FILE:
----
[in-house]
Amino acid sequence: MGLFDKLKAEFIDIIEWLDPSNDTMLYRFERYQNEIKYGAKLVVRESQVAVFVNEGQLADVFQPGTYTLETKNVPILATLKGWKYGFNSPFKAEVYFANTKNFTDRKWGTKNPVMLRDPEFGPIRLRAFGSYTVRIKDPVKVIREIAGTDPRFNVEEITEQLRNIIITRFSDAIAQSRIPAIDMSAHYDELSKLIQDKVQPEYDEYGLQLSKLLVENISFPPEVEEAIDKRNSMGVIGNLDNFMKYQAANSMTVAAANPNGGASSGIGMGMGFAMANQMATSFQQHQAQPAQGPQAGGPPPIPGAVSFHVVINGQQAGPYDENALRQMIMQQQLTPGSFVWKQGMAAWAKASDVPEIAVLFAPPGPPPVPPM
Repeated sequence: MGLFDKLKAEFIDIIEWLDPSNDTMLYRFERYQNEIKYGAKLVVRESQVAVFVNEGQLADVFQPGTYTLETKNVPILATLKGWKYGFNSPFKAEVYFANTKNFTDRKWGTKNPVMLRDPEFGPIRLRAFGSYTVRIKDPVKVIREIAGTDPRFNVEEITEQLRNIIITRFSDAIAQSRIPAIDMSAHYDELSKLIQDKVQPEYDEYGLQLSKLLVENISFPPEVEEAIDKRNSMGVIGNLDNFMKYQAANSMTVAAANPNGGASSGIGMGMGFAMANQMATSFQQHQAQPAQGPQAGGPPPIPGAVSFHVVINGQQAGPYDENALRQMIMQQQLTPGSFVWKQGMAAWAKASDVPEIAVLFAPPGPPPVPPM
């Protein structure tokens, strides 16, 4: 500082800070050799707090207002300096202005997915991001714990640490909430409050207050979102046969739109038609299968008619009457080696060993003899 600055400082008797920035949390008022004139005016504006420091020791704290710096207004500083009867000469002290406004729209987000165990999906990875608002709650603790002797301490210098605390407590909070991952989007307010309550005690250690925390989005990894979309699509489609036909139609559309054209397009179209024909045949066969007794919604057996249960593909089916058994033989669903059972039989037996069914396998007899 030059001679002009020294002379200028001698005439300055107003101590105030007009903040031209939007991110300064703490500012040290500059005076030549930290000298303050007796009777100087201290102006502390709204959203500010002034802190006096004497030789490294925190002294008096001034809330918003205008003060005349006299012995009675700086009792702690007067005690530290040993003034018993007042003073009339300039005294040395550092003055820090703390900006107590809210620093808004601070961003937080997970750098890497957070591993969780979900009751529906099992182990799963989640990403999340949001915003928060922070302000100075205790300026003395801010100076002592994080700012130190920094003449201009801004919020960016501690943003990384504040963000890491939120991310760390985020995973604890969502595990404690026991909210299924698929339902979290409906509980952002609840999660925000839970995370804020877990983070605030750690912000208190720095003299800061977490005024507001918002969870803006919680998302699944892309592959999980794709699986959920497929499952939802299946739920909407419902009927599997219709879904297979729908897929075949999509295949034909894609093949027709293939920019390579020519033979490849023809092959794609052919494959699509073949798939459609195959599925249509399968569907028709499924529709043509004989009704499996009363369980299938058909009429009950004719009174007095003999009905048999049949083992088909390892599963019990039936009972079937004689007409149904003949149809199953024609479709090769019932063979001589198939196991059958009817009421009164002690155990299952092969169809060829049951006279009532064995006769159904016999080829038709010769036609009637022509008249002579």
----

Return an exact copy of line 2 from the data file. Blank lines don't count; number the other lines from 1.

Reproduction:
Amino acid sequence: MGLFDKLKAEFIDIIEWLDPSNDTMLYRFERYQNEIKYGAKLVVRESQVAVFVNEGQLADVFQPGTYTLETKNVPILATLKGWKYGFNSPFKAEVYFANTKNFTDRKWGTKNPVMLRDPEFGPIRLRAFGSYTVRIKDPVKVIREIAGTDPRFNVEEITEQLRNIIITRFSDAIAQSRIPAIDMSAHYDELSKLIQDKVQPEYDEYGLQLSKLLVENISFPPEVEEAIDKRNSMGVIGNLDNFMKYQAANSMTVAAANPNGGASSGIGMGMGFAMANQMATSFQQHQAQPAQGPQAGGPPPIPGAVSFHVVINGQQAGPYDENALRQMIMQQQLTPGSFVWKQGMAAWAKASDVPEIAVLFAPPGPPPVPPM